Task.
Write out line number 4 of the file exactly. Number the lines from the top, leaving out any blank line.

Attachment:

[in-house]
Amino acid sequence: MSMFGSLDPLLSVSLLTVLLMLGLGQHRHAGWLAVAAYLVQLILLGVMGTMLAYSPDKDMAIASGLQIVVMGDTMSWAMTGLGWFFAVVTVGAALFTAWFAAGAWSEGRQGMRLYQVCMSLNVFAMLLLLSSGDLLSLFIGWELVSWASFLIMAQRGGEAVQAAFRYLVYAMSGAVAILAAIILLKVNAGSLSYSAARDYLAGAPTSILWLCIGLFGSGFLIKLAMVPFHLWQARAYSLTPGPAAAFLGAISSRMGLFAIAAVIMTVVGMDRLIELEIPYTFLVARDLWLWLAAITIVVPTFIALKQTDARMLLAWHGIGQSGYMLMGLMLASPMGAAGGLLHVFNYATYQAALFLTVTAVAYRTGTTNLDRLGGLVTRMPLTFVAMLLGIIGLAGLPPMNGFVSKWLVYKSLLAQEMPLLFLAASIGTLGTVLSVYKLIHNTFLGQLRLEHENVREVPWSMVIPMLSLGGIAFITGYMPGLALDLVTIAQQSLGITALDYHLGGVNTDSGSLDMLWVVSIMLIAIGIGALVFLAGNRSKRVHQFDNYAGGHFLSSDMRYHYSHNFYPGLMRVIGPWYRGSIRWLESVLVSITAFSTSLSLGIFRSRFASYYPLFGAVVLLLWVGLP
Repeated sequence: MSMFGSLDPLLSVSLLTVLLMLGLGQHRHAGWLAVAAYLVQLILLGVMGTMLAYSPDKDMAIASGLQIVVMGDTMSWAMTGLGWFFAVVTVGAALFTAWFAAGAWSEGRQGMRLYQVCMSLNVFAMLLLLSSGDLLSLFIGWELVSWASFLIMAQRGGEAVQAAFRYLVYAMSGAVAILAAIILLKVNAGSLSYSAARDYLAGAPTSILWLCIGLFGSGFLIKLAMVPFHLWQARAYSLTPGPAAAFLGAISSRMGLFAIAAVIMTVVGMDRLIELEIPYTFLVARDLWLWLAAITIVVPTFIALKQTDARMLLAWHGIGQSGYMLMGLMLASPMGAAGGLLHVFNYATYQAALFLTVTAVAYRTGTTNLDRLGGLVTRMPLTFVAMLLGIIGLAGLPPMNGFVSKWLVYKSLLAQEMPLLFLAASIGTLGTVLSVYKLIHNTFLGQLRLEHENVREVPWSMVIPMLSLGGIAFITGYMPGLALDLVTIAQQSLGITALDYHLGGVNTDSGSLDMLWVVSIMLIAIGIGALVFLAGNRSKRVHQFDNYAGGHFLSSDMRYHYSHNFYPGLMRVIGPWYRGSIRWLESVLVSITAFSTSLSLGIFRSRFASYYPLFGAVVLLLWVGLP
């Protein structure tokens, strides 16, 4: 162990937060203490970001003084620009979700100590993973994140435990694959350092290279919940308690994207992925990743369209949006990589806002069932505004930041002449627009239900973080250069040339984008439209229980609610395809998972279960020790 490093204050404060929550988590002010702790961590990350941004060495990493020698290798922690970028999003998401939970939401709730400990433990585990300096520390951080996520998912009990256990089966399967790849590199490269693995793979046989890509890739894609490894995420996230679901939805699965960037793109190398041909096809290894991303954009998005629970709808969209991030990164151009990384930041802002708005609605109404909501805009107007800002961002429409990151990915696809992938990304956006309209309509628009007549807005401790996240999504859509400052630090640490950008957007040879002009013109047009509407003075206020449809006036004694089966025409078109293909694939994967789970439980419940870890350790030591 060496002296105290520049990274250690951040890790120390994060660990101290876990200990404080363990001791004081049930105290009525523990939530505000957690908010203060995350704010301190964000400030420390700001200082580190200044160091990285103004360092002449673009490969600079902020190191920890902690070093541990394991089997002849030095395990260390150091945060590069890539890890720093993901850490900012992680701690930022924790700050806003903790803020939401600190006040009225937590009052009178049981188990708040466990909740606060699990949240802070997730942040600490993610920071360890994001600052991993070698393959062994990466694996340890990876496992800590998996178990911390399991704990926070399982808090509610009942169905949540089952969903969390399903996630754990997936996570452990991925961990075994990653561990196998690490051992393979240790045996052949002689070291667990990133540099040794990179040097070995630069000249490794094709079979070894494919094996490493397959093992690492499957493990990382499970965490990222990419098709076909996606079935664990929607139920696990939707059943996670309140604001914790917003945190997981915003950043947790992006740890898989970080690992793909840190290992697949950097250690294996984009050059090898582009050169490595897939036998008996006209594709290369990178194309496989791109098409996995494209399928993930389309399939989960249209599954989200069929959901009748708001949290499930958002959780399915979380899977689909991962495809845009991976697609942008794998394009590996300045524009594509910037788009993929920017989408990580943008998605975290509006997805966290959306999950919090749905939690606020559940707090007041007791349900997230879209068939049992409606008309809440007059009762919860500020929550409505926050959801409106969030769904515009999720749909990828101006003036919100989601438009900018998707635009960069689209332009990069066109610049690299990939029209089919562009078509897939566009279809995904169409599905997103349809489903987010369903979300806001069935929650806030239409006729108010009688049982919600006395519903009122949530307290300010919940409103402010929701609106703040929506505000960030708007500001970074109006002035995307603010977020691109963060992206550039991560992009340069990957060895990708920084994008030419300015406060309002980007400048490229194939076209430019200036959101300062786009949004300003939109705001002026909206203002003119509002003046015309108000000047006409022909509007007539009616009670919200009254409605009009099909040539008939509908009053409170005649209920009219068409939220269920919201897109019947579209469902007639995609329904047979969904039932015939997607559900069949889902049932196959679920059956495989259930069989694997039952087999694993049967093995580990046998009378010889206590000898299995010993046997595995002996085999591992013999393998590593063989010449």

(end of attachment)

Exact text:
């Protein structure tokens, strides 16, 4: 162990937060203490970001003084620009979700100590993973994140435990694959350092290279919940308690994207992925990743369209949006990589806002069932505004930041002449627009239900973080250069040339984008439209229980609610395809998972279960020790 490093204050404060929550988590002010702790961590990350941004060495990493020698290798922690970028999003998401939970939401709730400990433990585990300096520390951080996520998912009990256990089966399967790849590199490269693995793979046989890509890739894609490894995420996230679901939805699965960037793109190398041909096809290894991303954009998005629970709808969209991030990164151009990384930041802002708005609605109404909501805009107007800002961002429409990151990915696809992938990304956006309209309509628009007549807005401790996240999504859509400052630090640490950008957007040879002009013109047009509407003075206020449809006036004694089966025409078109293909694939994967789970439980419940870890350790030591 060496002296105290520049990274250690951040890790120390994060660990101290876990200990404080363990001791004081049930105290009525523990939530505000957690908010203060995350704010301190964000400030420390700001200082580190200044160091990285103004360092002449673009490969600079902020190191920890902690070093541990394991089997002849030095395990260390150091945060590069890539890890720093993901850490900012992680701690930022924790700050806003903790803020939401600190006040009225937590009052009178049981188990708040466990909740606060699990949240802070997730942040600490993610920071360890994001600052991993070698393959062994990466694996340890990876496992800590998996178990911390399991704990926070399982808090509610009942169905949540089952969903969390399903996630754990997936996570452990991925961990075994990653561990196998690490051992393979240790045996052949002689070291667990990133540099040794990179040097070995630069000249490794094709079979070894494919094996490493397959093992690492499957493990990382499970965490990222990419098709076909996606079935664990929607139920696990939707059943996670309140604001914790917003945190997981915003950043947790992006740890898989970080690992793909840190290992697949950097250690294996984009050059090898582009050169490595897939036998008996006209594709290369990178194309496989791109098409996995494209399928993930389309399939989960249209599954989200069929959901009748708001949290499930958002959780399915979380899977689909991962495809845009991976697609942008794998394009590996300045524009594509910037788009993929920017989408990580943008998605975290509006997805966290959306999950919090749905939690606020559940707090007041007791349900997230879209068939049992409606008309809440007059009762919860500020929550409505926050959801409106969030769904515009999720749909990828101006003036919100989601438009900018998707635009960069689209332009990069066109610049690299990939029209089919562009078509897939566009279809995904169409599905997103349809489903987010369903979300806001069935929650806030239409006729108010009688049982919600006395519903009122949530307290300010919940409103402010929701609106703040929506505000960030708007500001970074109006002035995307603010977020691109963060992206550039991560992009340069990957060895990708920084994008030419300015406060309002980007400048490229194939076209430019200036959101300062786009949004300003939109705001002026909206203002003119509002003046015309108000000047006409022909509007007539009616009670919200009254409605009009099909040539008939509908009053409170005649209920009219068409939220269920919201897109019947579209469902007639995609329904047979969904039932015939997607559900069949889902049932196959679920059956495989259930069989694997039952087999694993049967093995580990046998009378010889206590000898299995010993046997595995002996085999591992013999393998590593063989010449």